Rebel Infighting in Syria Threatens to Spill Over Into Turkey

A Kurdish guerrilla group with links to the al-Assad regime and the Turkish Kurdistan Workers' Party ( PKK) has forcefully expelled the Islamist rebel group Jabhat Al-Nusra from the Syrian border town of Ras Al-Ayn. With an estimated population of 50,000, this town on the Turkish border has been the scene of fierce fighting between militant organizations. The People Defense Unit (YPG), which is the military arm of the Democratic Union Party (PYD), is now believed to be in full control of the town following a week of intense fighting.

Both groups had uneasily existed in the town for months due to a ceasefire agreement. The latest round of fighting began when Al-Nusra attacked the YPG's Women's Defense Unit (YPJ), who were patrolling Mehede neighbourhood, on July 16. The ensuing fighting, which had an unknown death toll, led to the defeat and withdrawal of Al-Nusra on Thursday. The Al-Nusra flag, which had been flying in the center of town, was replaced by a PYD flag. News of the PYD's victory was greeted with alarm in Ankara as two rocket propelled grenades landed in Turkey from Ras Al-Ayn following the PYD's takeover of the town. The Turkish army responded by firing shots at PYD fighters and the Turkish air force flew along the Turkish-Syrian border as a warning.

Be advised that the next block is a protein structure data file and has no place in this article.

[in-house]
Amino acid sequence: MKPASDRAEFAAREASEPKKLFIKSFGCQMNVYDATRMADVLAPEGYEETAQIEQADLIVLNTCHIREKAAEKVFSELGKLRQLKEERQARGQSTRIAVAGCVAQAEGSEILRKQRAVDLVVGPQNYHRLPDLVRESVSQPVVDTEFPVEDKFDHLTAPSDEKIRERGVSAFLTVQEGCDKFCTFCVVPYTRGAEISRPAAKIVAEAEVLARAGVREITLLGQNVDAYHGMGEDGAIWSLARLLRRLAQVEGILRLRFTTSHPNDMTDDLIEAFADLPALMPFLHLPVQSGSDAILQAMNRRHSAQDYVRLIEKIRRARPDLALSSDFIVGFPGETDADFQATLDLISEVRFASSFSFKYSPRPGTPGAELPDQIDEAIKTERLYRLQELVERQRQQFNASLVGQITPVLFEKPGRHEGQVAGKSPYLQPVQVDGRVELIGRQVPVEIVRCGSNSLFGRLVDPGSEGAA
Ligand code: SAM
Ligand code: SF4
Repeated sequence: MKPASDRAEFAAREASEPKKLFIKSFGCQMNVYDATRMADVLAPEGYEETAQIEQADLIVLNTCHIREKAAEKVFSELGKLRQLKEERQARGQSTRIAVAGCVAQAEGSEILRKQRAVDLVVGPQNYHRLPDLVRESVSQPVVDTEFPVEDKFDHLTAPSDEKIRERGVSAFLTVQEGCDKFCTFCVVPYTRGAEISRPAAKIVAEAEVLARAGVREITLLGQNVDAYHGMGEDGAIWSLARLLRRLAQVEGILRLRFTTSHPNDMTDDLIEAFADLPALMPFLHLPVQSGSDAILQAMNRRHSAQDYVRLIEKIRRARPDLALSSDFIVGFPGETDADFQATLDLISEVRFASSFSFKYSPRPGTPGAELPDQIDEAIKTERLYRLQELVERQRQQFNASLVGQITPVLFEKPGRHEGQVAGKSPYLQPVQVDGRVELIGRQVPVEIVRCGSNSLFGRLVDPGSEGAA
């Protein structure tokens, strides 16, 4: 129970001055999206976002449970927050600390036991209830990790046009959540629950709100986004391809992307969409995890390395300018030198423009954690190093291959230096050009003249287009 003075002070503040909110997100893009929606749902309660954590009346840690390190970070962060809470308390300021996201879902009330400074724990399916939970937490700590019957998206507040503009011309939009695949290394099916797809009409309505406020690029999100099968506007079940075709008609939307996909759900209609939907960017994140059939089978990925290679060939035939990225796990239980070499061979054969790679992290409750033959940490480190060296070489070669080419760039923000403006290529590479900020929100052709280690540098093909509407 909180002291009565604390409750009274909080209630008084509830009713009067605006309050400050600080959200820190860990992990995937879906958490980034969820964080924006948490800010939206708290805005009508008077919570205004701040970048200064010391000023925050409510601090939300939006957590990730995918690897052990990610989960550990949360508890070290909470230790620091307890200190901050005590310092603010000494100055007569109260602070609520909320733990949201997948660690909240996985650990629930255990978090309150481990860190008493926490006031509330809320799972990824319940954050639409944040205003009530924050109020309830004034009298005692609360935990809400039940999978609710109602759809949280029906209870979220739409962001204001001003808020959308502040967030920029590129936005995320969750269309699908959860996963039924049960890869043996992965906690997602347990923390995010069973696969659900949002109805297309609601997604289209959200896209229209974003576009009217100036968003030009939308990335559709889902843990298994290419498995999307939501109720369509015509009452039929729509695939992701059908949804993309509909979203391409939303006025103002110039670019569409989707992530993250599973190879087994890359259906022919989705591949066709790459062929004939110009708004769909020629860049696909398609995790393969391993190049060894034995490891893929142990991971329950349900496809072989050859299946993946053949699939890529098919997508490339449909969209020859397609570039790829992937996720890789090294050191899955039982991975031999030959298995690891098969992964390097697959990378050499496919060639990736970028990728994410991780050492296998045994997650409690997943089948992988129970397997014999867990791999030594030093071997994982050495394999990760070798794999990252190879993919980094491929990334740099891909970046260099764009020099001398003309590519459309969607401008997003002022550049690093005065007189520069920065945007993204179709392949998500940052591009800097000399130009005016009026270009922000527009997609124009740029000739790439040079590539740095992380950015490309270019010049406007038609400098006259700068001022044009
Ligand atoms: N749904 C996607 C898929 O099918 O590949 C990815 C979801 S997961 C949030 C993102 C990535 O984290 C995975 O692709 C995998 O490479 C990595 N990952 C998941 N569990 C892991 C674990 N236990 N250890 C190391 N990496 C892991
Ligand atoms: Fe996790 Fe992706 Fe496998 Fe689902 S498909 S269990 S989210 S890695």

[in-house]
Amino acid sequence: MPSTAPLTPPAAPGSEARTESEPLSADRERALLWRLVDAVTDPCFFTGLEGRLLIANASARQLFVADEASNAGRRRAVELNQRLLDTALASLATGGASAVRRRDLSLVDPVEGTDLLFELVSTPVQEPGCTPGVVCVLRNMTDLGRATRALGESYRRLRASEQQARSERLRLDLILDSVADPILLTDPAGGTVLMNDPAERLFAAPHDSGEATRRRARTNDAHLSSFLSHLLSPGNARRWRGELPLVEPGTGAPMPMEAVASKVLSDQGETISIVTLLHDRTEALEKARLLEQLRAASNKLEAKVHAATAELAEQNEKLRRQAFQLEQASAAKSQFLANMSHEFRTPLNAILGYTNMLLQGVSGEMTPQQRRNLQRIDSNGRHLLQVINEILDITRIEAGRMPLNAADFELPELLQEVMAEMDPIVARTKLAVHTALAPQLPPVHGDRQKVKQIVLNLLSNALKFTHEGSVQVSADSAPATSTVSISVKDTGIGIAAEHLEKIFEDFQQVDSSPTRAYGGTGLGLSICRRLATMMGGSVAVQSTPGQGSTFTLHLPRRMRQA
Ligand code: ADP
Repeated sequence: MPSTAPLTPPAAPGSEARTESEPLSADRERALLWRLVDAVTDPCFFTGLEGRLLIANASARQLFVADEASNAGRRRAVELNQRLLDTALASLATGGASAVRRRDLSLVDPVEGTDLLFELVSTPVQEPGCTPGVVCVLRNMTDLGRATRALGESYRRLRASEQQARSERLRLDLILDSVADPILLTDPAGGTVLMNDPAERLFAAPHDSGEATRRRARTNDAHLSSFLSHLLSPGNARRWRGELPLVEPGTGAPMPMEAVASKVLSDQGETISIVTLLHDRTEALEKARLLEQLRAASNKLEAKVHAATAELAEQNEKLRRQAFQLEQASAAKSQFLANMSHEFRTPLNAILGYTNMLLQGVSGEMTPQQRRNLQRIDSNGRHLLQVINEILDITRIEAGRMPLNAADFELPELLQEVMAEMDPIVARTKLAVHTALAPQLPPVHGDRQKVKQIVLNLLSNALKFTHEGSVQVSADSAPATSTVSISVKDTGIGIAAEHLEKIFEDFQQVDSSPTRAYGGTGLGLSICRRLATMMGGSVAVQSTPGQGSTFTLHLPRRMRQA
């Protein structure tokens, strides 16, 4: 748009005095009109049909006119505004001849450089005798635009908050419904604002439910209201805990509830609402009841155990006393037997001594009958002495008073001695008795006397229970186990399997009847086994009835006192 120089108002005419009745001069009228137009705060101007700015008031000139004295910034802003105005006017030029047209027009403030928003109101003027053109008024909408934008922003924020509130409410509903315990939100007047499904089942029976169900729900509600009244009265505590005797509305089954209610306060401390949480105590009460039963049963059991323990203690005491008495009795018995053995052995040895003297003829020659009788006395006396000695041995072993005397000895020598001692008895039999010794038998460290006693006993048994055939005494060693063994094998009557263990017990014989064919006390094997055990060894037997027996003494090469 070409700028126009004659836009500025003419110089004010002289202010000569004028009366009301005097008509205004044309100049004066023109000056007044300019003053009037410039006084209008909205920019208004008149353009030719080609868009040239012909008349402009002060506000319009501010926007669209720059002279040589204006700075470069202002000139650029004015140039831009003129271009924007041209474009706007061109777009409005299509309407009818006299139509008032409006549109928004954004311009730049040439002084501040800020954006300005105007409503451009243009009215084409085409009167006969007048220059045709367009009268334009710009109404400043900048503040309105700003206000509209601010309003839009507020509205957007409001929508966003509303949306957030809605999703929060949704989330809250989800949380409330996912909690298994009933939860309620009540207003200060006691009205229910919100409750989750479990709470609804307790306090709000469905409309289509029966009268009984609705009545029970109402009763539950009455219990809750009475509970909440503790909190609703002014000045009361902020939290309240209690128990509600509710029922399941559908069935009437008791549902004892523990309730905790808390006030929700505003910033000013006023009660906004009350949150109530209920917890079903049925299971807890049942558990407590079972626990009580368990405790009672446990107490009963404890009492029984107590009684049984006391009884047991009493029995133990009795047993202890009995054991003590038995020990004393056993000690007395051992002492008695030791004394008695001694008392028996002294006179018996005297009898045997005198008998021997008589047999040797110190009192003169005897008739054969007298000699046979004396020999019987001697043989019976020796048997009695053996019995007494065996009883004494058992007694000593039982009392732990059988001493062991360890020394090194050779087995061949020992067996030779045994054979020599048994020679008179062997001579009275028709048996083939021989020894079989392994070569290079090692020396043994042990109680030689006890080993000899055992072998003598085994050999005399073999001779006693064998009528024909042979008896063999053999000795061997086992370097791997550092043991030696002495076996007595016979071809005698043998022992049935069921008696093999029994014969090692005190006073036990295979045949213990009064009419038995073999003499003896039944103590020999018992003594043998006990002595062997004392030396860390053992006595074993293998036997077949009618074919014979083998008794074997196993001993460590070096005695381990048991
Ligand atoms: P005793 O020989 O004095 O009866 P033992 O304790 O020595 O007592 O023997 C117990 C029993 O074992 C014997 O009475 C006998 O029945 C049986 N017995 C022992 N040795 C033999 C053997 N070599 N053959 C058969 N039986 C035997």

The PYD was set up in 2003 by the Turkish PKK. The PKK has a long history with the Syrian regime: in the 90s the Syrian government allowed the PKK to set up training camps, which helped them launched attacks against Turkey. Many Turkish Kurdish exiles made Syria their home, including the now-imprisoned PKK leader, Abdullah Ocalan. However, Syria stopped all PKK activity and handed over the Kurdish leader to Turkey following Turkish threats to invade Syria in 1998. Since the Syrian uprising began in 2011, the Syrian security forces have re-established ties to the PKK and their Syrian arm, the PYD.

The PKK were given back their training camps in northern Syria and the PYD were put incharge of the security of Syrian Kurdistan. The PYD are tasked by the Syrian government with stopping anti-government groups and protests from taking place. They are also to inform on Kurds active in the opposition and actively stop them; the PYD has been given administrative control of Kurdish towns and villages. There are reports that PYD soldiers now man checkpoints outside Damascus. Thus a victory for the PYD over Al-Nusra is a victory for President Bashar Al-Assad.

Fighting between Al-Nusra and the PYD continues in other towns and villages, but the defeat of Al-Nusra follows its declaration of war on other oppositional groups. There has been growing opposition to Al-Nusra from other rebel and opposition groups and their defeat in Ras Al-Ayn, ironically, is a minor victory for the opposition. The only real losers are Al-Nusra and Turkey. For Turkey, the PYD taking control of Ras Al-Ayn will only mean that they will be more involved in the Syrian Civil War than before.